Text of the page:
Bishop Noel Treanor, Bishop of Down and Connor said: “On behalf of the Diocese of Down and Connor I pay tribute to Bishop Tony Farquhar on this occasion of his retirement. Bishop Tony has served the Diocese of Down and Connor and the Irish Episcopal Conference faithfully for over 30 years, being one of the youngest bishops ever ordained in Ireland back in May 1983. He has greatly contributed towards and will be best remembered for his involvement in the field of ecumenism and the promotion of understanding and reconciliation both nationally and internationally. Indeed, it was within this ecumenical context that I first had the pleasure to meet Bishop Tony along with the late Dr David Stevens, former leader of the Corrymeela Community, having invited them both to address the European Conference of Bishops in Brussels on the subject of the role of the churches in reconciliation and peace building.

“Over the past seven years of my ministry with him as bishops of Down and Connor, from the first moment of my arrival into the Diocese, I have experienced his warm support, pastoral wisdom, guidance and insightful knowledge of the diocese. His many and impressive connections with the world of sport and the opportunities that these friendships have opened up for him were personal talents that I deeply appreciated as part of his pastoral vision.

“On this day when the Holy Father, Pope Francis accepts the retirement of Bishop Tony, together with the priests and laity of the diocese and its parishes, I thank him for his years of faithful ministry and I pray that he will have many years of good health to enjoy his time of retirement during which he will continue to grace the parishes of the diocese with his smiling and hope-filled presence.”

Speaking on the occasion of his retirement Bishop Farquhar said: “I would be the first to acknowledge the support and encouragement of the late Cardinal Daly, as Auxiliary to whom I was appointed at the same time as Bishop Patrick Walsh. I worked closely with Bishop Walsh for 25 years when the pastoral challenges that we faced together forged a close friendship which has remained. I acknowledge the support of Bishop Michael Dallat RIP, alongside whom I subsequently worked; of Bishop Donal McKeown and of course in more recent times of Bishop Noel Treanor. It is to the great family of Down and Connor, Bishops, Clergy and Laity that I would wish to acknowledge my greatest debt, to my native parish of Holy Rosary and of course to the deceased members of my family and my sister, Anne. I am pleased that I have been able to maintain my interests and hobbies – perhaps most of all my interest in student sport and university football in particular.”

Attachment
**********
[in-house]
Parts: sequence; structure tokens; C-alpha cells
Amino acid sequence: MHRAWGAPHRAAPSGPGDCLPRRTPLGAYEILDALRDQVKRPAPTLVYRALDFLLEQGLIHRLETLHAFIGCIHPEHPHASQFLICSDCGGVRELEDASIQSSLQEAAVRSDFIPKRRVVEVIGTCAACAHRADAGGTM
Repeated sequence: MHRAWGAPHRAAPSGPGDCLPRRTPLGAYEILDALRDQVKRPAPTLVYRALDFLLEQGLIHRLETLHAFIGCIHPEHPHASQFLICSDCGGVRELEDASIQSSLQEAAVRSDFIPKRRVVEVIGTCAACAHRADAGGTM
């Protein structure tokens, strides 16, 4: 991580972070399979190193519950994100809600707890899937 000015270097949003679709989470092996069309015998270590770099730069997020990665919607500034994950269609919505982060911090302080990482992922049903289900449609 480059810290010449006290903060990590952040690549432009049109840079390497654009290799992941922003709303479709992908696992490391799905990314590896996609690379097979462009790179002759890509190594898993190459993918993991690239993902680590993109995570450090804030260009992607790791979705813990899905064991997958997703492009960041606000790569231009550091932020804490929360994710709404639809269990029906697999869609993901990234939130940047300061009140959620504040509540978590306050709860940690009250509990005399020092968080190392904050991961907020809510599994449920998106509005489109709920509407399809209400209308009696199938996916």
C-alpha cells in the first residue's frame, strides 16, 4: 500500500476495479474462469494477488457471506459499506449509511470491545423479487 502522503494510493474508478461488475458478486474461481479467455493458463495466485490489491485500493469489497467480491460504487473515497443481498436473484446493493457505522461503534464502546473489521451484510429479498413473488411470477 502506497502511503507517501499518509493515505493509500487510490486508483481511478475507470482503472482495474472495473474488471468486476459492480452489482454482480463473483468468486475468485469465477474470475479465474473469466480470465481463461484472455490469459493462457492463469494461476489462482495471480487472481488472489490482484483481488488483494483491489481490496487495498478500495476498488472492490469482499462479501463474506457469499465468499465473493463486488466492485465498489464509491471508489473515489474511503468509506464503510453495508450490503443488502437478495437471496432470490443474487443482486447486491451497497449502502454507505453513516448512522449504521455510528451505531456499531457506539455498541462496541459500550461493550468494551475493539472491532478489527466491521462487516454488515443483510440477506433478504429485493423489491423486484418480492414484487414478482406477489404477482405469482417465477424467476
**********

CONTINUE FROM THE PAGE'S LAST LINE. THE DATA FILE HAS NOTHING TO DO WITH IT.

Archbishop Eamon concluded by assuring Bishop Farquhar of his prayerful support and wishing him “the best of health, a long retirement and God’s blessing now and always”. Archbishop Eamon said “Bishop Tony’s loss to the Bishops’ Conference is the gain of Irish sport as he will have more time now in his roles as president of Queens University Association Football Club and as patron of the Irish Universities Football Union, not to mention his beloved Dundee United!”